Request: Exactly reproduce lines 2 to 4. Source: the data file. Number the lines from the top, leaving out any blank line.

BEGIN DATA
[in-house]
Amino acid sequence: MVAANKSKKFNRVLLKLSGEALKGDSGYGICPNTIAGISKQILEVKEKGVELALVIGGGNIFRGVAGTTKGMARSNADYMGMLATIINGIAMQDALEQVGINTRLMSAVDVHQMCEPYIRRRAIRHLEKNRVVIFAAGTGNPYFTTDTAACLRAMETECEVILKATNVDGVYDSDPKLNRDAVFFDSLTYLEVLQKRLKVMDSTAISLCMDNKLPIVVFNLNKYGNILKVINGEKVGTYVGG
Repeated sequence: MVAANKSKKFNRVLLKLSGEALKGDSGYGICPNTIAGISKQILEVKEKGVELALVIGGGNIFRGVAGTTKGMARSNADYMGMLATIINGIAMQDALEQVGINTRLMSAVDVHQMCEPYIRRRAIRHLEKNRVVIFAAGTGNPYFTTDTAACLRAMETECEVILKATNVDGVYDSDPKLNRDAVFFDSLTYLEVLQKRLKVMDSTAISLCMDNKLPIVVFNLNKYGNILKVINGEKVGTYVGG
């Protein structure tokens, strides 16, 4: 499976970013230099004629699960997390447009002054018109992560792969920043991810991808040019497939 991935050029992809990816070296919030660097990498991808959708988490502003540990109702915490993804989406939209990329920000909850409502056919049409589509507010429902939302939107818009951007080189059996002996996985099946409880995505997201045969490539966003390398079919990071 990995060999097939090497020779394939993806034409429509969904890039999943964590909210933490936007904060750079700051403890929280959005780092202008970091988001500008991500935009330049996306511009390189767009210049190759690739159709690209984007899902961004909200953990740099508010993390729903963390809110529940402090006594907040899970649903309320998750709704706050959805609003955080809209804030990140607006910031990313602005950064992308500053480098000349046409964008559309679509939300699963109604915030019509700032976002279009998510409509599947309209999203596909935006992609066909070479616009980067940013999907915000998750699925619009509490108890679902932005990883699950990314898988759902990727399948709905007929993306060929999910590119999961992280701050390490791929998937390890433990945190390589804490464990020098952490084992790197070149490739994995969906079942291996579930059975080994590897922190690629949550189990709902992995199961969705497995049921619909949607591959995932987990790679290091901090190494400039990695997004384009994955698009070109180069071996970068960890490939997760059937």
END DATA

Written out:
Amino acid sequence: MVAANKSKKFNRVLLKLSGEALKGDSGYGICPNTIAGISKQILEVKEKGVELALVIGGGNIFRGVAGTTKGMARSNADYMGMLATIINGIAMQDALEQVGINTRLMSAVDVHQMCEPYIRRRAIRHLEKNRVVIFAAGTGNPYFTTDTAACLRAMETECEVILKATNVDGVYDSDPKLNRDAVFFDSLTYLEVLQKRLKVMDSTAISLCMDNKLPIVVFNLNKYGNILKVINGEKVGTYVGG
Repeated sequence: MVAANKSKKFNRVLLKLSGEALKGDSGYGICPNTIAGISKQILEVKEKGVELALVIGGGNIFRGVAGTTKGMARSNADYMGMLATIINGIAMQDALEQVGINTRLMSAVDVHQMCEPYIRRRAIRHLEKNRVVIFAAGTGNPYFTTDTAACLRAMETECEVILKATNVDGVYDSDPKLNRDAVFFDSLTYLEVLQKRLKVMDSTAISLCMDNKLPIVVFNLNKYGNILKVINGEKVGTYVGG
């Protein structure tokens, strides 16, 4: 499976970013230099004629699960997390447009002054018109992560792969920043991810991808040019497939 991935050029992809990816070296919030660097990498991808959708988490502003540990109702915490993804989406939209990329920000909850409502056919049409589509507010429902939302939107818009951007080189059996002996996985099946409880995505997201045969490539966003390398079919990071 990995060999097939090497020779394939993806034409429509969904890039999943964590909210933490936007904060750079700051403890929280959005780092202008970091988001500008991500935009330049996306511009390189767009210049190759690739159709690209984007899902961004909200953990740099508010993390729903963390809110529940402090006594907040899970649903309320998750709704706050959805609003955080809209804030990140607006910031990313602005950064992308500053480098000349046409964008559309679509939300699963109604915030019509700032976002279009998510409509599947309209999203596909935006992609066909070479616009980067940013999907915000998750699925619009509490108890679902932005990883699950990314898988759902990727399948709905007929993306060929999910590119999961992280701050390490791929998937390890433990945190390589804490464990020098952490084992790197070149490739994995969906079942291996579930059975080994590897922190690629949550189990709902992995199961969705497995049921619909949607591959995932987990790679290091901090190494400039990695997004384009994955698009070109180069071996970068960890490939997760059937």